If there’s one thing I can tell you from my experience working the Khodorkovsky case, is that the Kremlin lets you see what they want you see. For us, the encouraged media circus and the staged photo op with the cage in the courtroom, among other stunts, served a distinct purpose for the government: here is a clear reminder for everyone to fear us – we can do anything we want to absolutely anybody, and there is no limit to which we are willing to break the law to do it.
Made for TV Violence in St. Petersburg (AFP)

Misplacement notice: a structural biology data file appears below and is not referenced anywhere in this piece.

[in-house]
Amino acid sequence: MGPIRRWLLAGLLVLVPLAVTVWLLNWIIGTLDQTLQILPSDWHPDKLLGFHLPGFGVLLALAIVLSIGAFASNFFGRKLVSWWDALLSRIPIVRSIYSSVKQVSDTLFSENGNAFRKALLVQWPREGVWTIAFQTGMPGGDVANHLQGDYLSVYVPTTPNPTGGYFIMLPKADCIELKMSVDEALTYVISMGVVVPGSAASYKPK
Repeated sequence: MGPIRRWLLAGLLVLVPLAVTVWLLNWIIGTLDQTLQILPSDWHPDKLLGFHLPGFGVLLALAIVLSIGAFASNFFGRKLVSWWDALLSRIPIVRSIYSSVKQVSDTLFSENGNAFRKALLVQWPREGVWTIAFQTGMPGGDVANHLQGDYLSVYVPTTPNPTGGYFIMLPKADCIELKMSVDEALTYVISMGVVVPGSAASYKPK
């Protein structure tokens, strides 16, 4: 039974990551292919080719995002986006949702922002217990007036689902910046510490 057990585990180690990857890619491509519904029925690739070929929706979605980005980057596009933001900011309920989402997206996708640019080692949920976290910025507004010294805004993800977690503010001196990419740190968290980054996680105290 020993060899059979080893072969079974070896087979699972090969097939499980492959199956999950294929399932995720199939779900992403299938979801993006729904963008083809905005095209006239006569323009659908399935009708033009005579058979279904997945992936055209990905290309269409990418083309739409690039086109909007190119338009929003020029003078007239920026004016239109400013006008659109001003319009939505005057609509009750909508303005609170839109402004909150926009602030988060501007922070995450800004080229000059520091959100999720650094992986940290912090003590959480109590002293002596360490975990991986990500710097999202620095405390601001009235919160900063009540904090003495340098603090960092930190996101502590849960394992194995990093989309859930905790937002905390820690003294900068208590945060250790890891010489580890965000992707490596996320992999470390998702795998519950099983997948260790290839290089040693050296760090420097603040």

I am struck with a similar impression of strategic management by the Kremlin in regards to the weekend protests. It is clear from the levels of preparedness and brief quotes we have from various OMON captains that they were sent into the protests to carry out specific orders given long beforehand (and it is my suspicion that the violent crackdown was probably even ordered before the Berezovsky comments). This was not a case of “things getting out of hand” or just random, accidental police violence “caught on tape.” The sheer volume of video footage, photos, and column inches is only matched by the abundant instances of truncheon-wielding performances, which indicates a deliberate decision by the authorities to make sure all of Russia and all of the world could see exactly what we saw. If they had really wanted to prevent the protest in a less public way, they were a number of available means at their disposal (they didn’t even take away Garry Kasparov’s cell phone after they threw him in the van – so naturally he began conducting interviews before he was even processed). The authorities do not regret what all these news reports captured, and in fact, everything is proceeding according to plan, so naturally the consequences and reactions we are dealing with this week were prepared for and desired by Russia. The important question therefore is why would the Russian authorities want to everyone to see this open repression? For what purpose would Moscow want to manufacture shock in the international community and escalate tensions? Domestically, the objectives were very clear: 1) seek to de-legitimize Other Russia as loose-knit group that operates outside the law, 2) entrench a culture of fear to discourage anyone from joining the opposition, and 3) play to the president’s base by demonstrating “the strong state” principle. More importantly, the authorities conducted the arrests in such a manner so as to practically guarantee a specific response from the West which carries an important strategic expediency. The harsh recriminations from the EU, the United States, and other observers, are exactly the reactions that the Kremlin wanted to produce, and further allows them to make the opposition look like it is connected to the West, and further seek to de-legitimize the movement in the eyes of the Russian public. They push, shove, and arrest Kasparov, wait for the West to come to his defense, and all of a sudden the issue of “international meddling” in Russian politics that they so often complain about becomes an apparent self-fulfilling prophecy. Furthermore, the critical statements out of Washington and Brussels are a political gift to the Kremlin, providing another opportunity to be defiant before the other great powers and rouse nationalist sentiment (after all, what could be more annoying than having another nation “scold” you?). To be quite honest, it is a page from the George Bush playbook – a president loves to be seen as “under attack” from foreigners, which he must aggressively defend his people from. Like it or not, many people (in both Russia and the USA) do not easily distinguish between the criticism of a government and the criticism of a country, and having the opportunity strike a pose of indignation and moral outrage in reaction to these unfair “double standards” from the West plays extremely well at home, and helps the president cement the support of his faithful during this critically vulnerable year. Shocking the West and escalating geopolitical tensions in order to ensure the smooth functioning of a dictatorship is a fine line to walk, and the Russian authorities have already demonstrated an adroit management of these kinds of “constructive tensions.” Thanks to energy allies in Europe and the government’s critical relationship with Iran to keep the Americans at bay, the Kremlin has seen it fit to gradually ratchet up tensions in other areas. The diplomatic give and take that occurs over the next several weeks in response to this bold gesture of repression will largely determine whether the authorities will take a step back, or receive the tacit international approval to continue down this line.